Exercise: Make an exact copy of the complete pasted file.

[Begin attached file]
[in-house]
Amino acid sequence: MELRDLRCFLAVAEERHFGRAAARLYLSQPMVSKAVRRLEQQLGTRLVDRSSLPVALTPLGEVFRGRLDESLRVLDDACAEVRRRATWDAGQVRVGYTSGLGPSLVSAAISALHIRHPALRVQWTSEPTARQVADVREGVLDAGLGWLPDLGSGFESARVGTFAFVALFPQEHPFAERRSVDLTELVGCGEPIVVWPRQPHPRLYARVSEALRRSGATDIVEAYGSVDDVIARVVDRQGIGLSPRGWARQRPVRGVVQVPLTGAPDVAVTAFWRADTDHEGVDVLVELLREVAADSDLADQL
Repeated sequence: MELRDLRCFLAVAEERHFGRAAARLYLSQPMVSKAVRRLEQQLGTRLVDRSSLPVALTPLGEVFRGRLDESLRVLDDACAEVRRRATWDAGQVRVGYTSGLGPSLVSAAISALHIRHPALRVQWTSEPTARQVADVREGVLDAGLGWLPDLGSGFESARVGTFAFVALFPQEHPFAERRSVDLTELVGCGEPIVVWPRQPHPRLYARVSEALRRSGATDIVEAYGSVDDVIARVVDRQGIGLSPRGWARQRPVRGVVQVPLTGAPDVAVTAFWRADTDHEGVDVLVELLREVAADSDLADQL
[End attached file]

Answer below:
[in-house]
Amino acid sequence: MELRDLRCFLAVAEERHFGRAAARLYLSQPMVSKAVRRLEQQLGTRLVDRSSLPVALTPLGEVFRGRLDESLRVLDDACAEVRRRATWDAGQVRVGYTSGLGPSLVSAAISALHIRHPALRVQWTSEPTARQVADVREGVLDAGLGWLPDLGSGFESARVGTFAFVALFPQEHPFAERRSVDLTELVGCGEPIVVWPRQPHPRLYARVSEALRRSGATDIVEAYGSVDDVIARVVDRQGIGLSPRGWARQRPVRGVVQVPLTGAPDVAVTAFWRADTDHEGVDVLVELLREVAADSDLADQL
Repeated sequence: MELRDLRCFLAVAEERHFGRAAARLYLSQPMVSKAVRRLEQQLGTRLVDRSSLPVALTPLGEVFRGRLDESLRVLDDACAEVRRRATWDAGQVRVGYTSGLGPSLVSAAISALHIRHPALRVQWTSEPTARQVADVREGVLDAGLGWLPDLGSGFESARVGTFAFVALFPQEHPFAERRSVDLTELVGCGEPIVVWPRQPHPRLYARVSEALRRSGATDIVEAYGSVDDVIARVVDRQGIGLSPRGWARQRPVRGVVQVPLTGAPDVAVTAFWRADTDHEGVDVLVELLREVAADSDLADQL